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Traveling team gives children with developmental delays a better start to life

Children grow and develop at different rates, but sometimes a child is so far behind others in the same age group that there”s cause for concern. For children with developmental delays, early intervention can make a world of difference. Doctors say there”s a window of opportunity for brain development, and that diagnosing problems early can help delayed children catch up with their peers. Tonight we meet a medical team that”s on a mission to provide timely care to every child, even those in Taiwan”s most remote corners. Our Sunday special report.

Guided by a therapist, 8-year-old Chi-chi gets up on her legs.

She’s had to practice for a long time to be able to stand up by herself. Chi-chi was born with cerebral palsy and has been in therapy since birth.

The kids in this classroom all have some sort of early developmental impairment. They come to the hospital once a week for a 1-hour session of physical therapy.

Early intervention programs like these aim to help children with developmental delays or physical and mental disabilities. The goal is to get children to realize their potential, and to tackle developmental delays.

Liu Chun-hao
Developmental pediatrician
When children experience developmental delays, early intervention therapy can help them catch up with their peers before the golden window for brain development closes.

Human brain development is fastest in the first three years of life, making that the ideal period for early intervention. But doctors say that many children miss that window of opportunity, because parents fail to notice the signs of developmental delays.

Liu Chun-hao
Developmental pediatrician
For example, other children may have begun running and jumping, while your child still has a hard time walking. That could signal a developmental delay in motor skills. Or perhaps other children are speaking in full sentences but your child can only use single words, and has trouble communicating. Perhaps your child is unable to take part in group activities. If they are slower than other children in these areas, we have to pay special attention to them.

There are booklets and charts that can help parents identify whether their newborns have developmental delays.

Yeh Kuo-kuang
Physical therapist
Say that your child learns to walk later than other children do. That’s a gross motor skill. Some children might have problems using their hands. That involves fine motor skills. There are children who speak more slowly, who have a stammer or who have articulation disorders. These signal delays in language development. Another major category relates to behavioral skills. For example, if the child has turned three years old but still doesn’t know how to interact with other children, that’s a behavioral problem. These are the main four kinds of developmental skills.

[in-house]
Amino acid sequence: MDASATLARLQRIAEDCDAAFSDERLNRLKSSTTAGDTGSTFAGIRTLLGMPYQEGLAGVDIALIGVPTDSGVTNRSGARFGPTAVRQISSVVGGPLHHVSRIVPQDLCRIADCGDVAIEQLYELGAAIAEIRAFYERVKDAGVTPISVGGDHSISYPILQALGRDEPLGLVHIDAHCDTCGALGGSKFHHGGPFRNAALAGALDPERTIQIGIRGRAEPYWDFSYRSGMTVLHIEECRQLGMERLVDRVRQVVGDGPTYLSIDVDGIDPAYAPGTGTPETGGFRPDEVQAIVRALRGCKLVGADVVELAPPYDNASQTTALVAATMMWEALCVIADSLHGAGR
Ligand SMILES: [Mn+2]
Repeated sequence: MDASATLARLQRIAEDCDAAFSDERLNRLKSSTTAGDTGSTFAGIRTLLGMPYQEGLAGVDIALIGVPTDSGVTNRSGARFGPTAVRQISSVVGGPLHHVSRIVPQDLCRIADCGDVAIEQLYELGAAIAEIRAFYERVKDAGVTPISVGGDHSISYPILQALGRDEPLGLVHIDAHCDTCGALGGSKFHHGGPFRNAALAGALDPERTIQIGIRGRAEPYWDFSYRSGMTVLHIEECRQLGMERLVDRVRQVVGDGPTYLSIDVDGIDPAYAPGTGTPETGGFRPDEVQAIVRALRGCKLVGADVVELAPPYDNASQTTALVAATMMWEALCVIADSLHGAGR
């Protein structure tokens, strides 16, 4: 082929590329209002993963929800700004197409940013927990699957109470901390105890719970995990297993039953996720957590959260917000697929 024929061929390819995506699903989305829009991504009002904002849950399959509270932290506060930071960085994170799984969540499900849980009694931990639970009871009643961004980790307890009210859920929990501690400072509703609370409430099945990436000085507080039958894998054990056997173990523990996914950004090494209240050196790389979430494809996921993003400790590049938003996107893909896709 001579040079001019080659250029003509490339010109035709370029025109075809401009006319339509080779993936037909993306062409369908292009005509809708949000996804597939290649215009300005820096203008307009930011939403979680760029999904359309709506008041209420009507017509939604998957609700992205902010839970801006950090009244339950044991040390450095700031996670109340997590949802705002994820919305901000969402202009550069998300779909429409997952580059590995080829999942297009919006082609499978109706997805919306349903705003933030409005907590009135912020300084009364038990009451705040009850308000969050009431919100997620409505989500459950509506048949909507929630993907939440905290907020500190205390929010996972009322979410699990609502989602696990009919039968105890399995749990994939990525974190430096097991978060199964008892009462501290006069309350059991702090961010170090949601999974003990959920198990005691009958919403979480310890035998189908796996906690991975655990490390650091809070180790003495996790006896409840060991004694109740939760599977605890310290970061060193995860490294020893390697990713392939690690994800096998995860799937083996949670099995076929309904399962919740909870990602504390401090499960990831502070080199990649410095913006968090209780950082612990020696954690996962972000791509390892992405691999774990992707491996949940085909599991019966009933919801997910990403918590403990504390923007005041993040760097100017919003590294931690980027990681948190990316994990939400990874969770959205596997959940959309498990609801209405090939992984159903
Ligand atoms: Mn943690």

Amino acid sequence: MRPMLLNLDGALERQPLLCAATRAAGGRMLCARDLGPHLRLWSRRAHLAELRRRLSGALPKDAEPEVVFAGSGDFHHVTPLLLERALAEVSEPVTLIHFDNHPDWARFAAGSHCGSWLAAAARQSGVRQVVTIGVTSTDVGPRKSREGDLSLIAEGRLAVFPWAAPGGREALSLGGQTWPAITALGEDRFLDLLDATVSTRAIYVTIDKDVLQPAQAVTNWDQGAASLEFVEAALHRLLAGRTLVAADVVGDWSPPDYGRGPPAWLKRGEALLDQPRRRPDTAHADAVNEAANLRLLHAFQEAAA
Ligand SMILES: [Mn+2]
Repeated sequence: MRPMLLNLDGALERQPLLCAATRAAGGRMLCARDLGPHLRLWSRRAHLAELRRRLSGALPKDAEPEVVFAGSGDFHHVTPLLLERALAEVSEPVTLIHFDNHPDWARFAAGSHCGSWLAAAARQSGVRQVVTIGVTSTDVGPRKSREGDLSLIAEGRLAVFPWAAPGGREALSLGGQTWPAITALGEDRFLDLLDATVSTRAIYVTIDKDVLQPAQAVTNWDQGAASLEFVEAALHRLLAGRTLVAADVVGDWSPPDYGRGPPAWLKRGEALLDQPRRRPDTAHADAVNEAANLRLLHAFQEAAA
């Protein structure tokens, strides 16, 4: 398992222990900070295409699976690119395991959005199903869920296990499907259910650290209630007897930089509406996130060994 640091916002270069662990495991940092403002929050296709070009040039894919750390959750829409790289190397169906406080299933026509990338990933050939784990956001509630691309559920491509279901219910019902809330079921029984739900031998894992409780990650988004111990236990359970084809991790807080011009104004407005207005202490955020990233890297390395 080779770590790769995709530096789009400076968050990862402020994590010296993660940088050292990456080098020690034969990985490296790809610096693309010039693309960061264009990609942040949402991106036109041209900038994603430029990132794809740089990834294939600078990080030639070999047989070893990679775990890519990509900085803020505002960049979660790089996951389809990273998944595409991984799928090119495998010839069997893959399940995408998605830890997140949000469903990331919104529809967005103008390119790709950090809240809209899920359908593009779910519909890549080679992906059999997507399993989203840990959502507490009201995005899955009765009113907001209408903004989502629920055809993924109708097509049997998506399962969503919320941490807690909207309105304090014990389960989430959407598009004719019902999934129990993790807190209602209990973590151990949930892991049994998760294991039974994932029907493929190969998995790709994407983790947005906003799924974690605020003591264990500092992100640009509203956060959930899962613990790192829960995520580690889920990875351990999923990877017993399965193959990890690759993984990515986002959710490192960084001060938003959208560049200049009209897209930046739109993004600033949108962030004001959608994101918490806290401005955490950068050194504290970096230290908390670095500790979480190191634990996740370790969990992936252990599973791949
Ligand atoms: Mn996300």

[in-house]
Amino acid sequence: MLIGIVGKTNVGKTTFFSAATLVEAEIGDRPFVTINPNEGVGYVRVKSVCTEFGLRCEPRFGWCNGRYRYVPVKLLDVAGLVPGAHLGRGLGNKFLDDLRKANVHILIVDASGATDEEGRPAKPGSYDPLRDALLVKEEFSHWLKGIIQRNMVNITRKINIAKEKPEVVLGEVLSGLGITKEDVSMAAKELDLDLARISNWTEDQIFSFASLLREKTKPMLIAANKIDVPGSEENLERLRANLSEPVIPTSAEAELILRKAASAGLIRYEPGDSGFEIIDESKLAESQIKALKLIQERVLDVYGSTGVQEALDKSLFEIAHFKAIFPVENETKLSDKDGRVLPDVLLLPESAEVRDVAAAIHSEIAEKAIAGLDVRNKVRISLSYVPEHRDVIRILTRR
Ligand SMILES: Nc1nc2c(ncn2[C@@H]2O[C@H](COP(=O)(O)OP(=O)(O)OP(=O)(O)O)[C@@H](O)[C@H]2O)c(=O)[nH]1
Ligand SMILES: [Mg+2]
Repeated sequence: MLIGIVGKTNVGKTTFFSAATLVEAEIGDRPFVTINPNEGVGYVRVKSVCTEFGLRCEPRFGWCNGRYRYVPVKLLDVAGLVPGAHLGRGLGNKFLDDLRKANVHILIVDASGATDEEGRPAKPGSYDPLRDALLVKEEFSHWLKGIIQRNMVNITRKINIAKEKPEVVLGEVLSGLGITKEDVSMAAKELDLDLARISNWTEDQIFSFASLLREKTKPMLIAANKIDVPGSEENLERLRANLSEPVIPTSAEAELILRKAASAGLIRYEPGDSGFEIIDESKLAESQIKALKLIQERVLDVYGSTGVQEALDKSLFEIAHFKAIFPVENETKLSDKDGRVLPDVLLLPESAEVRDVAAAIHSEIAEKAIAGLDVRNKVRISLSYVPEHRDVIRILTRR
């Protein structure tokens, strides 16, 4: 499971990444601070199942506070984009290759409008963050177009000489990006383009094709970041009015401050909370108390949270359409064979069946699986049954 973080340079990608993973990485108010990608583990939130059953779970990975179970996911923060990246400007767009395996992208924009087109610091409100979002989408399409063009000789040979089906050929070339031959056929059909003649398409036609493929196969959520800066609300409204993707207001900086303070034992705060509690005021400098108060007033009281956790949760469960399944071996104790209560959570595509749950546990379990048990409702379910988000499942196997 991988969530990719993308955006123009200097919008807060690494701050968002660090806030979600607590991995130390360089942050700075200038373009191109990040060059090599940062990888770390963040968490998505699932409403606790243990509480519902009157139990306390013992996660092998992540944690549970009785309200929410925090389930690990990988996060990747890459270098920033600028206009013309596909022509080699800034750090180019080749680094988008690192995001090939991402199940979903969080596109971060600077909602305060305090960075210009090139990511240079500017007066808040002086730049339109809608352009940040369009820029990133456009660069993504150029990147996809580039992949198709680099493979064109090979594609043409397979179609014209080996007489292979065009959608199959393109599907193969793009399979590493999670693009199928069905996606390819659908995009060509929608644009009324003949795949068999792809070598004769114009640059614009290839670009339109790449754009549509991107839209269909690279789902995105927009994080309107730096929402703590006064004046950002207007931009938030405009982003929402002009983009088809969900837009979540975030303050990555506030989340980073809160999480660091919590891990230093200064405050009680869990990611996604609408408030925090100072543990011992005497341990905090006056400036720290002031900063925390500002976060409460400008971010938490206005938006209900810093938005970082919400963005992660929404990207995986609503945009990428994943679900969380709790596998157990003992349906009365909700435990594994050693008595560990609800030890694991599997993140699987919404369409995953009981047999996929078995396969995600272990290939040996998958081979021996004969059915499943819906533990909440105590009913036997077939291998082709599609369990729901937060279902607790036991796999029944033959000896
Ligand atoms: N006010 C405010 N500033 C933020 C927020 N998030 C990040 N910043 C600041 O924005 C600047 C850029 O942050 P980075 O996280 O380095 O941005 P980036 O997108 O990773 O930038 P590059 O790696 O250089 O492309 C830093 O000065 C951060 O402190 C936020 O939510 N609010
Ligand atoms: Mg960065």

According to the World Health Organization, between 6% and 8% of children experience some form of developmental delay. To help more children get early intervention when they need it, Linkou’s Chang Gung Memorial Hospital created a specialized task force. It’s made up of specialist doctors; physical, functional and speech therapists; psychologists; special education instructors and social workers. Together, they go to rural areas to help children in need.

Today, the team has traveled to the mountainous Fuxing District in Taoyuan. It took them more than two hours to reach their destination: San-kuang Elementary School.

Chang Tu-ying
San-Kuang Elementary School principal
About one third of our students are receiving early intervention services. These students were transferred to our school this year. I think that many of them have a family background that is not favorable to their development.

The school has 32 students in total from Grade 1 to 6. Ten of them — or one in every three — use early intervention services.

Pan Chih-feng
San-kuang Elementary School counseling head
I’ve worked here for almost 27 years. The kids here, like many other children in rural areas, belong to families with limited economic resources. They may also be culturally deprived. Some of their inner needs may not be met. They need help from their parents, who are usually busy working the land, or stressed with other work matters. Some children are being brought up by their grandparents. Some live in single-parent households, or they may be orphans.

The team from Chang Gung Memorial Hospital knows just how vital early intervention can be. For more than two years now, they have provided therapy to children in rural areas. The work involves more than 30 experts.

Liu Chun-hao
Developmental pediatrician
Taking this kind of therapy to the community level takes up a lot of resources. Because you don’t just need doctors.

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